Bonnie Dowling: We’ve got to start training our managers and leaders. We are in a different world. They need to lead differently. It’s not going to work to do the same thing that they did back in 2019. It’s not going to work from an operating-model perspective, given hybrid and virtual models. They’re going to have to learn how to check in with employees rather than just walk by cubicles. Managers are going to have to understand what it means to manage productivity. Butts in seats was never a great measure.
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Talking to your team
Lucia Rahilly: Bonnie, can you say more about that? Vis-à-vis retention, suppose you’ve successfully pulled from some of these various categories that Bryan described. How does that create a more complex challenge for managers? Is it harder to foster cohesion among teams that have such a variegated constellation of priorities?
Bonnie Dowling: It certainly could be. If your workforce is diverse, you have to think about how you’re creating an inclusive team environment.
For example, I was speaking with an IT director. She had about 300 people under her in her department, and she said, “We can offer flexibility, but everybody wants something different. I have people who want to work three 12-hour shifts. I have people who want to work five eight-hour shifts. I have people who want to work a little bit seven days a week. I don’t know how to give them the flexibility when we’re still a team in a department and we need to have time together.”
I said, “Why don’t you think about core collaboration hours? Do an analysis of your calendar and figure out what meetings your department owns. And see if you can start to establish a time frame and figure out when you expect people to be together and available and to schedule the meetings. But what you do outside that time, how you do the rest of your work, that’s up to you. You want to do it all in one go, then do it all in one go. You want to do it from 4:00 a.m. to 8:00 a.m. every day? Do it that way.
They ended up designating 9:00 a.m. until 2:00 p.m. Monday through Thursday for core collaboration. That gave them 20 hours a week of meeting time, and that’s plenty. The other 20 hours, you figure out how you want to do the rest of your work. There was massive engagement improvement. People were really excited. The IT director was able to accommodate and create a much more inclusive team environment for people from all different walks of life with all different working styles. The key was to talk to people, understand their definitions of flexibility, and do the work to figure out an inclusive model that could really work for everyone.
Bryan Hancock: As a manager, you should be having the conversations you should’ve been having anyway: What are the priorities? What are you working on? How are you spending your time? When do we need to be together? What do you need from me? How can I help accelerate things?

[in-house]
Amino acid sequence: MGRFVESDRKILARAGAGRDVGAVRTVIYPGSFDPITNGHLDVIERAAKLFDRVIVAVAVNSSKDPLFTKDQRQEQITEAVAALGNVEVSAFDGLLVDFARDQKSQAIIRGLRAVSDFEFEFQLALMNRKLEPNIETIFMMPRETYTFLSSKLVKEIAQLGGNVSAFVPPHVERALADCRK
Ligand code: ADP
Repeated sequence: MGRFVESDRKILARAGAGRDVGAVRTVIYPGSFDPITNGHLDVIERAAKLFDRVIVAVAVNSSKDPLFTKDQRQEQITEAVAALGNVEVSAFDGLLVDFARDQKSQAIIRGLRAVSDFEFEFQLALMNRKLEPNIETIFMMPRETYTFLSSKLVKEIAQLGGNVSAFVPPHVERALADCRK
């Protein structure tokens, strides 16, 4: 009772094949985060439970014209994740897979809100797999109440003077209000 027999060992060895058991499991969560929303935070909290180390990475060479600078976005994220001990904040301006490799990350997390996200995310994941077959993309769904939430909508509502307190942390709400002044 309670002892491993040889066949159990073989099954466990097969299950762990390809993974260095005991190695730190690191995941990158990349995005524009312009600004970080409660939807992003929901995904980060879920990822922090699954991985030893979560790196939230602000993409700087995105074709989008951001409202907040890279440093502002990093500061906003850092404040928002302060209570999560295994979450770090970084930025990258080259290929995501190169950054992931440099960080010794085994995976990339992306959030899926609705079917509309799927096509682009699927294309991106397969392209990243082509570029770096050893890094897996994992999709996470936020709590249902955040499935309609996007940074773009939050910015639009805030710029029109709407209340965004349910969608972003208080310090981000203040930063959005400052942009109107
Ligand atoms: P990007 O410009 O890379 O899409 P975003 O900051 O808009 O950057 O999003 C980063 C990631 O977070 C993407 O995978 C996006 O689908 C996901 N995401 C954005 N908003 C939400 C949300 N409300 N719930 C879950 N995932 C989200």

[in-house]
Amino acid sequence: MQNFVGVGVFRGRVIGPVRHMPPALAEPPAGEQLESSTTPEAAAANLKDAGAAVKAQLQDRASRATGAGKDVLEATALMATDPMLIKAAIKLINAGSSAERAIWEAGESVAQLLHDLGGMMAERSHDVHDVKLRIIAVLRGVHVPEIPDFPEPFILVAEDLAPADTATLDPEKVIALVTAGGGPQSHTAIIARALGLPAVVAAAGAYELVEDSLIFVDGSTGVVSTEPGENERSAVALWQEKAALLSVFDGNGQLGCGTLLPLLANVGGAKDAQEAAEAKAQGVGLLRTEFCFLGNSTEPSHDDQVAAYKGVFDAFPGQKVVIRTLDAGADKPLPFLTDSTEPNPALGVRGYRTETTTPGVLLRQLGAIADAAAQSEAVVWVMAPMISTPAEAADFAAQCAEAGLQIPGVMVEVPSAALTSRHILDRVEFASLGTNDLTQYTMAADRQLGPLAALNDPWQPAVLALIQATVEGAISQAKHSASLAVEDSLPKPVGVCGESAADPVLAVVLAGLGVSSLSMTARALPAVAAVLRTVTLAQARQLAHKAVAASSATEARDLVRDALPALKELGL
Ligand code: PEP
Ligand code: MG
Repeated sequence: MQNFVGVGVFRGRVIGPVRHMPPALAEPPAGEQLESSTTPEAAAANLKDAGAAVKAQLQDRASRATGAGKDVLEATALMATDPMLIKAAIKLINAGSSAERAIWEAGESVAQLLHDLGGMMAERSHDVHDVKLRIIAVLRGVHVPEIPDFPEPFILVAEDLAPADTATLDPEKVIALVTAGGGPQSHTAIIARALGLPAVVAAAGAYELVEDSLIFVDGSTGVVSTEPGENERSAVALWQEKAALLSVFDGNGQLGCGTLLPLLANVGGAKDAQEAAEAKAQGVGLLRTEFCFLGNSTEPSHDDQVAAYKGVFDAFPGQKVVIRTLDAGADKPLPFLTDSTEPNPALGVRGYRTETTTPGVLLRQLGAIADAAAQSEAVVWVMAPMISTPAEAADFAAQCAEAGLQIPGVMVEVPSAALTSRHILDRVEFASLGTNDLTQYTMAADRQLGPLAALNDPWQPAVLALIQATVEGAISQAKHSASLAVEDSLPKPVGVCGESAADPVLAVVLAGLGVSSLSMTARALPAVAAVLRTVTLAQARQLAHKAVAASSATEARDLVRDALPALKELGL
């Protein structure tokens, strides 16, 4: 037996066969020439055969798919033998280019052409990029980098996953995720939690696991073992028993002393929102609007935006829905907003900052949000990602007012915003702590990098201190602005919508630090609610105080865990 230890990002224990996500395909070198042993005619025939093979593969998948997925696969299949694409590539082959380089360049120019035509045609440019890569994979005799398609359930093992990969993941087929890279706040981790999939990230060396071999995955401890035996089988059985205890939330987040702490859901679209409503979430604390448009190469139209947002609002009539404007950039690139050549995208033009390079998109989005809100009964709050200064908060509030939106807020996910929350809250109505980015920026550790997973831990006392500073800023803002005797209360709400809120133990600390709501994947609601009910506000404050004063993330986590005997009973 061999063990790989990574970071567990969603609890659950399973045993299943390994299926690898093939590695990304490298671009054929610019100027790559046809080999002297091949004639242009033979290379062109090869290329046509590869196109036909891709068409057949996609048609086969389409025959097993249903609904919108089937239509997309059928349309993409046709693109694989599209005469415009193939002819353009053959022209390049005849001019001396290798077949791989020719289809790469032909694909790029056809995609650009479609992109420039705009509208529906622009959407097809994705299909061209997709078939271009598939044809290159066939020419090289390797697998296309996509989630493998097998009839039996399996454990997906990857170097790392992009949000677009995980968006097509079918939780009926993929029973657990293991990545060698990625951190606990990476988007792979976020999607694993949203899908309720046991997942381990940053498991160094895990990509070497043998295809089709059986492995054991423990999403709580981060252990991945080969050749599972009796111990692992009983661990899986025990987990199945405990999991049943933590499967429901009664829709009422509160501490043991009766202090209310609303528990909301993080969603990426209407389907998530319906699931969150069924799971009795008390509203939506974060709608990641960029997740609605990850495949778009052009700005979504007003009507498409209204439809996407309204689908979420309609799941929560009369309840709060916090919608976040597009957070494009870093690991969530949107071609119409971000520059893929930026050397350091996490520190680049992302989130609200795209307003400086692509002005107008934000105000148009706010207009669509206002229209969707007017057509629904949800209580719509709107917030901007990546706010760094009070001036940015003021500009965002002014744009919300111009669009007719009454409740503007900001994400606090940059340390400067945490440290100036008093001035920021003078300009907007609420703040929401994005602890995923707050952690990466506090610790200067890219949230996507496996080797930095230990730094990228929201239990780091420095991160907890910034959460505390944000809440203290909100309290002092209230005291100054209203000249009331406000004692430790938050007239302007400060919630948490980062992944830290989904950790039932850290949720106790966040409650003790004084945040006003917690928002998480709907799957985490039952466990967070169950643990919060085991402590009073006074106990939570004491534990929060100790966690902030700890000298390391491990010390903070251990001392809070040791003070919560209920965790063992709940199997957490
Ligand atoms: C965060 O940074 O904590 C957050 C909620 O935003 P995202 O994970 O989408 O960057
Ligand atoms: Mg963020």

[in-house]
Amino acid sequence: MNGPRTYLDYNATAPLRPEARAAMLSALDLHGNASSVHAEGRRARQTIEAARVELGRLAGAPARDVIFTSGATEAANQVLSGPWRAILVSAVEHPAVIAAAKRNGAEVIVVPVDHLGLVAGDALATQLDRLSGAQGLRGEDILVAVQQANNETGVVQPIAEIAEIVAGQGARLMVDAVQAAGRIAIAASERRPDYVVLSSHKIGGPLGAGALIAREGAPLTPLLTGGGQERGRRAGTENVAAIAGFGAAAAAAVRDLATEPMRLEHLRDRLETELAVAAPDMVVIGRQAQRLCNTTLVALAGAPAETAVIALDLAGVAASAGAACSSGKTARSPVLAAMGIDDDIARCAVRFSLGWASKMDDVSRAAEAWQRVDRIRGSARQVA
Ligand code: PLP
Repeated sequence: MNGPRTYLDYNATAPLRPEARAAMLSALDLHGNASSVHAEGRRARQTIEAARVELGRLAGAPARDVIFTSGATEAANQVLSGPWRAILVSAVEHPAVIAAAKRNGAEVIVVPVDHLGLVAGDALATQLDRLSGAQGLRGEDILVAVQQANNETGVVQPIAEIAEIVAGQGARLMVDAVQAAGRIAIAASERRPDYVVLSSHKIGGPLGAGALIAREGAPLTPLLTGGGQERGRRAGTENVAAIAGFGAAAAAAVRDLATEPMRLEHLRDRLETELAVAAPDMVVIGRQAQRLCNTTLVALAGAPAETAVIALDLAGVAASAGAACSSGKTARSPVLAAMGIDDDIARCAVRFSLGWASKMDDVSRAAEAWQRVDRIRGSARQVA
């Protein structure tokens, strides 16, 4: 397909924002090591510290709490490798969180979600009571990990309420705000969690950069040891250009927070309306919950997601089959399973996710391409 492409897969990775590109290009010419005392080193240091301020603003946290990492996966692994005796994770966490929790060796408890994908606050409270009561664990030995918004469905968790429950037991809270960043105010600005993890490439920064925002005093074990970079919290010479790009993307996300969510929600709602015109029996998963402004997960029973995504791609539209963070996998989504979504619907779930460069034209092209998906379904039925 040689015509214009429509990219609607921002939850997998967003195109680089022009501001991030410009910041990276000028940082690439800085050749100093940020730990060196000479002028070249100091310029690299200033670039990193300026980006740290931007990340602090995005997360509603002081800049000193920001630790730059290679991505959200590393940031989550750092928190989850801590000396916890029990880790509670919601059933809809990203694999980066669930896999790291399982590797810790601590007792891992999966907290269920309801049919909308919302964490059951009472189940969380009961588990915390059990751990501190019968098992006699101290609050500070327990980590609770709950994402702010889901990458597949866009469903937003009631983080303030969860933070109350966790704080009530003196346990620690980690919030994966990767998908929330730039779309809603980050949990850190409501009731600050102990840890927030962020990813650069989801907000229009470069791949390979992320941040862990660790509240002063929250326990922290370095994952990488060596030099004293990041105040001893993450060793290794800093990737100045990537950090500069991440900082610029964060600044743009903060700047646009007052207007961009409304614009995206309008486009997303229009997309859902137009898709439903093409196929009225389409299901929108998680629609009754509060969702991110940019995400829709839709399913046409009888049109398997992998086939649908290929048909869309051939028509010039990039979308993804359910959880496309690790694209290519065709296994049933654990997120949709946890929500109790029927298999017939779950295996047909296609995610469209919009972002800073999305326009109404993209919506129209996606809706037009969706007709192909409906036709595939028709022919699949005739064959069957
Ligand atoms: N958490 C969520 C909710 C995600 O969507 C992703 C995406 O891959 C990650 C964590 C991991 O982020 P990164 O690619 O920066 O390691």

Those are all things that every manager should spend a couple of days a week of their time doing. It was a good idea to spend that time with your individual team members before the pandemic. It’s critical and mandatory now.
Bonnie Dowling: I spoke at a conference of auto executives, and they had different polling questions throughout it. One question asked in the beginning was: How many of you drive an electric vehicle [EV]? Ninety-plus percent of those in the room raised their hands. Everybody’s driving an EV.
Then I started my talk. I asked how many of them have polled their employees on what they wanted when it came to return to offices and working models. About three people raised their hands. I said, “So more of you drive electric vehicles than actually talk to your employees?”
Lucia Rahilly: Part of this might not be ill-intentioned. I’m thinking about myself, for example. When you’re overburdened, in part because of the talent gap, you don’t always have time to have several conversations a week with every person on your broader team. So you need to have that kind of portfolio redesign at the top to get enough managers in. It’s a chicken-and-egg scenario.
Bonnie Dowling: Leaders have to be able to lead. You need the time to do it. If you’re asked to do a bunch of other things, you need to go through your role and figure out what actually matters. And your people matter.
Lucia Rahilly: What about performance management for those different segments? How transparent do you need to be about performance management and goal setting for someone who values flexibility versus a traditionalist who might value career advancement?
Bill Schaninger: This ties into purpose. People need to know how their work matters if they’re mandated to work away from home—seeing where they fit in, so they have real-world clarity.